Social Media And The Destruction Of Our LivesBlack Hockey Jesus
Social media is the new zombies and it’s eating your brains and destroying your relatioshipability and it’s even causing some people to invent words without permission from the OED. The science isn’t in on social media’s impact on the ozone layer but it can’t be good. Social media is ruining sex, love, and spelling. All the kids today are Mr. Hyde and social media is the addictive potion. Depth psychologists have recently discovered that our culture’s collective Shadow is actually social media. Social media is the monster beneath your bed. It’s Azazel’s goat. Life will never be the same. It’s not good anymore. Life is bad now because of social media. Old age, sickness, and death: social media.
When I was a young man, I wrote girls love letters, called them on the telephone, took them to the movies, and we made out like crazy in the basements of their parents’ houses. But the kids today are all “hooking up” via social media, which is a little bit like an expensive fancy way to write love letters and make telephone calls but it’s actually terrible because it’s social media and social media is destroying the existential fabric of what being human means. Again, the kids today are hooking up. The 7 billion people roaming the earth provide ample evidence for the worldwide prevalence of hooking up. But the kids today are using social media to hook up so something must be done about this virus, this menace, this mad rapacious scourge (social media).
The kids today are always looking at their portable devices to indulge the evils of social media. They’re never in the moment. They don’t look at people or rocks or trees. They just look at Facebook and Twitter on their mind numbing social media producing devices. Moments keep happening. The kids look at their social media. This looking occurs in moments; they are in the moment of looking at social media. But social media signals the end of civilization so the kids are not in the right kind of moments. The kids today should be in different moments. Like, moments more like the moments in 1980, or maybe 1950, when moments were better moments to be in. The kids today should watch more TV, like I did, or they should build log cabins with their bare hands and live off wild nuts and berries. The kids today should move to Portland and grow really big beards.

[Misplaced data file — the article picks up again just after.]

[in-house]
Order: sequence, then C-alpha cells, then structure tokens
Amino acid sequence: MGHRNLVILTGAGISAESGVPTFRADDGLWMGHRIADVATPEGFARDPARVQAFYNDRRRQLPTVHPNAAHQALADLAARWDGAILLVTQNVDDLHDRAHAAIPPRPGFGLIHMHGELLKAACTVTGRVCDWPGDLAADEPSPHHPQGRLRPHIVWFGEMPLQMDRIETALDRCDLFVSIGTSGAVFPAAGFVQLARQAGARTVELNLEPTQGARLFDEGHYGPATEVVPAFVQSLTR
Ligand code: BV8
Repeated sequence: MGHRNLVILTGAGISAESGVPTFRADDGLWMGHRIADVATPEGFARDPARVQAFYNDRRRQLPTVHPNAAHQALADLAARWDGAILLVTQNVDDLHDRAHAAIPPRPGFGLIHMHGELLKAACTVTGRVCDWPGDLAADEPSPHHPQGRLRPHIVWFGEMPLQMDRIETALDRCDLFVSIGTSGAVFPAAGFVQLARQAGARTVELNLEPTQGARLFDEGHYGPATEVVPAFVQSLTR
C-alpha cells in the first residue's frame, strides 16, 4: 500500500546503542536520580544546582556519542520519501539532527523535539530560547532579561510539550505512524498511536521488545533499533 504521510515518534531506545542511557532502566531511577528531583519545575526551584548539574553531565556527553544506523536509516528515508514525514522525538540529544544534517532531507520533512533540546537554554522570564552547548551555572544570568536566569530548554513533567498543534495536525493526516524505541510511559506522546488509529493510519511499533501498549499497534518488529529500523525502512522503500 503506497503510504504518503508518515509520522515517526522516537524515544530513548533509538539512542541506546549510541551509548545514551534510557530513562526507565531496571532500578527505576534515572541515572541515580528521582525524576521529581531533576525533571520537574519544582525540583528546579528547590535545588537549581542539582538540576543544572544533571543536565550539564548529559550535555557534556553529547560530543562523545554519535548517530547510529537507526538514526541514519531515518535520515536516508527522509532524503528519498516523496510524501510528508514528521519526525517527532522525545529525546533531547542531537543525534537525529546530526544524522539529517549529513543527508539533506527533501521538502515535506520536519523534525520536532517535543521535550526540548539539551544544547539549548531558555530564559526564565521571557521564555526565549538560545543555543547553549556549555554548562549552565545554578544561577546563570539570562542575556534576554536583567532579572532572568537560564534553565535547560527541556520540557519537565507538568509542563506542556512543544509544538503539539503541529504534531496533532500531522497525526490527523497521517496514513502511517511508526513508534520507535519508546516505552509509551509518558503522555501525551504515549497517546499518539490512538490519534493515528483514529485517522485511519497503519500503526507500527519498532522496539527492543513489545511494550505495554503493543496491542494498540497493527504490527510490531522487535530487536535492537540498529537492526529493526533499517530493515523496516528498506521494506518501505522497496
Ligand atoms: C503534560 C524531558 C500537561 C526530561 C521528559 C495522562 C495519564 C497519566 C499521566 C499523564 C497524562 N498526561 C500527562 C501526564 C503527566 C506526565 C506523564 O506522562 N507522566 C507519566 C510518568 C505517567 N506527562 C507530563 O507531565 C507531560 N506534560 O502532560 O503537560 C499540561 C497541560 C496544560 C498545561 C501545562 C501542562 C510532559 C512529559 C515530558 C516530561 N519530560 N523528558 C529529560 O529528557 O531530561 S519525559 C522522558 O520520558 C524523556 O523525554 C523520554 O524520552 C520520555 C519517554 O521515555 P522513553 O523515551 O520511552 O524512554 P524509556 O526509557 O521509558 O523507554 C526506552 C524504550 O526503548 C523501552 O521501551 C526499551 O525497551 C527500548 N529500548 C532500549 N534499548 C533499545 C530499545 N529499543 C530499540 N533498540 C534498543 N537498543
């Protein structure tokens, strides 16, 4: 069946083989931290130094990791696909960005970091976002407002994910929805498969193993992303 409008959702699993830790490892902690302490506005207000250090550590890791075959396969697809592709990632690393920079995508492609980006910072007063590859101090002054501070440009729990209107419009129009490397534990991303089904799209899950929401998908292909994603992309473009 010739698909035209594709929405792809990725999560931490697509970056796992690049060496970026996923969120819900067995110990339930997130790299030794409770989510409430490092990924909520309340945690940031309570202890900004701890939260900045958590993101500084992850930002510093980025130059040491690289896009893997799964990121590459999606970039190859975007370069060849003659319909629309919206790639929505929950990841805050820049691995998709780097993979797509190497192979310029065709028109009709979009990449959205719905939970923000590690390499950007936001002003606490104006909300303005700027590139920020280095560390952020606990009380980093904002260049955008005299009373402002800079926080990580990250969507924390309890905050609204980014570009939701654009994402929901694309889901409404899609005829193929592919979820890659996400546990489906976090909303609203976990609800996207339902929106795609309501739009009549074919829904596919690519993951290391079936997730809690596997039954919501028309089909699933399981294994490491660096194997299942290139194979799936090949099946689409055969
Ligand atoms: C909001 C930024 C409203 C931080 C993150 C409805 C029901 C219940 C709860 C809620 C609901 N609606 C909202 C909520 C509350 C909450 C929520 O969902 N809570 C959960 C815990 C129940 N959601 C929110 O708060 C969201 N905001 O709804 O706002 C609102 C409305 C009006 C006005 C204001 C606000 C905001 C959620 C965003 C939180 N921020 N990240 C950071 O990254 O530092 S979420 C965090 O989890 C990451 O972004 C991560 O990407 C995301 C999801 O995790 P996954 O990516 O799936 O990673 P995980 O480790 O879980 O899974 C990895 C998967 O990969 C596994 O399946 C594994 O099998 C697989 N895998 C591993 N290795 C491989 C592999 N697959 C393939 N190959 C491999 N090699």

The kids today use social media to bully each other because it’s easier to be cruel when you’re hiding behind a computer. The kids today should be more like Danny and Gary Lockard. Danny and Gary Lockard used to block my way home from school, ruthlessly beat my face, and throw my books in mud puddles. In my day, bullies were brave. Gary and Danny Lockard had a special knack for being in the moment.
I think that perhaps the critique of social media as some entity corroding the thread of human relations might be less about social media in and of itself and more about the archetypal need of the aging to shake their fists at the world as it leaves them behind. We can’t keep up. We don’t understand. And that, the frightening fact of living in a world that we don’t understand (and that doesn’t understand our understanding of what a world is supposed to be), produces widespread theory about the problem with kids today (social media).
Truth: Our kids are going to evolve into radically different forms of adulthood than the adults we are. Upon what ultimate authority, though, can we truly claim that we, as people, are better than the people who will arise in the vastly interesting (and broader) context of social media? Genuinely passing the torch requires a deep trust in our kids and the future’s ability to explode into something new and wonderful, indeed something that they too will cling to as the “rightest” way to be as their own kids re-invent the culture inside of which the meaning of being human comes to be defined.
You can badmouth video games, limit kids’ screen time, decry the sorry state of music, uphold your values as good and necessary and right (which is to say you can be the parents you promised yourself you’d never be), but what you can’t do is stop the world from going where it’s flowing. Social media is here and it’s not going anywhere. Its hand will inevitably be heavy in the creation of new forms of relationship and adulthood and, yes, it’s going to absolutely ruin our lives as we know and understand them. Whether or not that’s a good or terrible thing depends on how tightly you cling to the past versus your ability to keep up with and stay in the moment.
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